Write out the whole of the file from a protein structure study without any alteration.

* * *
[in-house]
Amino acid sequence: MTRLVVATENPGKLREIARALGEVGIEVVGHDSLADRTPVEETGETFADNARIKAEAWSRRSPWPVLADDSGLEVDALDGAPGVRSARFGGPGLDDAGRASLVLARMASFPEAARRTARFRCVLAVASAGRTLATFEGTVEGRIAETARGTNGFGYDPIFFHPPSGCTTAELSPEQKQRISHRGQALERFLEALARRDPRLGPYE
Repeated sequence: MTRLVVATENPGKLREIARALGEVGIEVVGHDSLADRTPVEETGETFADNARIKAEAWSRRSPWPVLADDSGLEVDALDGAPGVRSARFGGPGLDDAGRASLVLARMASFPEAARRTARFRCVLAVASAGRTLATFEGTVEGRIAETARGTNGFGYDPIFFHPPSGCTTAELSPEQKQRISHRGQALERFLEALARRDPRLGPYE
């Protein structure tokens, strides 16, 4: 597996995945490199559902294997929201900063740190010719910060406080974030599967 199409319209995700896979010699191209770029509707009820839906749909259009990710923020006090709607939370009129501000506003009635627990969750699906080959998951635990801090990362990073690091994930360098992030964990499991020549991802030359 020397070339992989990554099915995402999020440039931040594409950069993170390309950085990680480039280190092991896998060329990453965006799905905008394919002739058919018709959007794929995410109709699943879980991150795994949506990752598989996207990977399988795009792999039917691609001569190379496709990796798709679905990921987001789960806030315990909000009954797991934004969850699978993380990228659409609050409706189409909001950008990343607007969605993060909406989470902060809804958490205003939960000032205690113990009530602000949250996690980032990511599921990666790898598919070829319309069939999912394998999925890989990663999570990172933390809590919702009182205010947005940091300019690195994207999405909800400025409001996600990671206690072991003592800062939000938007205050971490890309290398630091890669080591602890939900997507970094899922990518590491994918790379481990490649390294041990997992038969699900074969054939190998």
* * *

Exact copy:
[in-house]
Amino acid sequence: MTRLVVATENPGKLREIARALGEVGIEVVGHDSLADRTPVEETGETFADNARIKAEAWSRRSPWPVLADDSGLEVDALDGAPGVRSARFGGPGLDDAGRASLVLARMASFPEAARRTARFRCVLAVASAGRTLATFEGTVEGRIAETARGTNGFGYDPIFFHPPSGCTTAELSPEQKQRISHRGQALERFLEALARRDPRLGPYE
Repeated sequence: MTRLVVATENPGKLREIARALGEVGIEVVGHDSLADRTPVEETGETFADNARIKAEAWSRRSPWPVLADDSGLEVDALDGAPGVRSARFGGPGLDDAGRASLVLARMASFPEAARRTARFRCVLAVASAGRTLATFEGTVEGRIAETARGTNGFGYDPIFFHPPSGCTTAELSPEQKQRISHRGQALERFLEALARRDPRLGPYE
């Protein structure tokens, strides 16, 4: 597996995945490199559902294997929201900063740190010719910060406080974030599967 199409319209995700896979010699191209770029509707009820839906749909259009990710923020006090709607939370009129501000506003009635627990969750699906080959998951635990801090990362990073690091994930360098992030964990499991020549991802030359 020397070339992989990554099915995402999020440039931040594409950069993170390309950085990680480039280190092991896998060329990453965006799905905008394919002739058919018709959007794929995410109709699943879980991150795994949506990752598989996207990977399988795009792999039917691609001569190379496709990796798709679905990921987001789960806030315990909000009954797991934004969850699978993380990228659409609050409706189409909001950008990343607007969605993060909406989470902060809804958490205003939960000032205690113990009530602000949250996690980032990511599921990666790898598919070829319309069939999912394998999925890989990663999570990172933390809590919702009182205010947005940091300019690195994207999405909800400025409001996600990671206690072991003592800062939000938007205050971490890309290398630091890669080591602890939900997507970094899922990518590491994918790379481990490649390294041990997992038969699900074969054939190998």